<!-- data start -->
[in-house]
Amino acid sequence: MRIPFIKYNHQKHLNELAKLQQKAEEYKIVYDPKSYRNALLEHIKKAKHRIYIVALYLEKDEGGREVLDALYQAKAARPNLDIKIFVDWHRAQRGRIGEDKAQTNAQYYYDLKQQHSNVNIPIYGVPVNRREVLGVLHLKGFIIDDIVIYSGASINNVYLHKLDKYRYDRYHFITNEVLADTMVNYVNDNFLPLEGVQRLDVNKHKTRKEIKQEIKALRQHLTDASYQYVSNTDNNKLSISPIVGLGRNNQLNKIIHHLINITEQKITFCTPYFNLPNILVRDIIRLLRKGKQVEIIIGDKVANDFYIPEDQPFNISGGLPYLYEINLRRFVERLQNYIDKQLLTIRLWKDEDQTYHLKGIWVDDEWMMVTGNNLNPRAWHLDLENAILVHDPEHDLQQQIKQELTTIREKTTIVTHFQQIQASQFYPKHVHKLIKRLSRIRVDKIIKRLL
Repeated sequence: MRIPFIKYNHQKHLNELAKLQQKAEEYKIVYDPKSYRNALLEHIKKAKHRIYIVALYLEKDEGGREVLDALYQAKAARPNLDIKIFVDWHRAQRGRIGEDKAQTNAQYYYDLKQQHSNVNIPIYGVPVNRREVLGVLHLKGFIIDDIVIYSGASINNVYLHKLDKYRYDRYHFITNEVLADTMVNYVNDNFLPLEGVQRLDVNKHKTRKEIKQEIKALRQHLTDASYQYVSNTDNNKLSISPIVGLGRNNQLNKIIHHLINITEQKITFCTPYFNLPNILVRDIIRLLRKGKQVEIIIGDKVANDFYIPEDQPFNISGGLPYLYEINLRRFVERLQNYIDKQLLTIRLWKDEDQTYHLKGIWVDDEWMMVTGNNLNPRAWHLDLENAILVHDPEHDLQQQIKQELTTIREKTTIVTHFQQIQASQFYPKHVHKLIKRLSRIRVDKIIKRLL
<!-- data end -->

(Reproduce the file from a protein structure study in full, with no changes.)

[in-house]
Amino acid sequence: MRIPFIKYNHQKHLNELAKLQQKAEEYKIVYDPKSYRNALLEHIKKAKHRIYIVALYLEKDEGGREVLDALYQAKAARPNLDIKIFVDWHRAQRGRIGEDKAQTNAQYYYDLKQQHSNVNIPIYGVPVNRREVLGVLHLKGFIIDDIVIYSGASINNVYLHKLDKYRYDRYHFITNEVLADTMVNYVNDNFLPLEGVQRLDVNKHKTRKEIKQEIKALRQHLTDASYQYVSNTDNNKLSISPIVGLGRNNQLNKIIHHLINITEQKITFCTPYFNLPNILVRDIIRLLRKGKQVEIIIGDKVANDFYIPEDQPFNISGGLPYLYEINLRRFVERLQNYIDKQLLTIRLWKDEDQTYHLKGIWVDDEWMMVTGNNLNPRAWHLDLENAILVHDPEHDLQQQIKQELTTIREKTTIVTHFQQIQASQFYPKHVHKLIKRLSRIRVDKIIKRLL
Repeated sequence: MRIPFIKYNHQKHLNELAKLQQKAEEYKIVYDPKSYRNALLEHIKKAKHRIYIVALYLEKDEGGREVLDALYQAKAARPNLDIKIFVDWHRAQRGRIGEDKAQTNAQYYYDLKQQHSNVNIPIYGVPVNRREVLGVLHLKGFIIDDIVIYSGASINNVYLHKLDKYRYDRYHFITNEVLADTMVNYVNDNFLPLEGVQRLDVNKHKTRKEIKQEIKALRQHLTDASYQYVSNTDNNKLSISPIVGLGRNNQLNKIIHHLINITEQKITFCTPYFNLPNILVRDIIRLLRKGKQVEIIIGDKVANDFYIPEDQPFNISGGLPYLYEINLRRFVERLQNYIDKQLLTIRLWKDEDQTYHLKGIWVDDEWMMVTGNNLNPRAWHLDLENAILVHDPEHDLQQQIKQELTTIREKTTIVTHFQQIQASQFYPKHVHKLIKRLSRIRVDKIIKRLL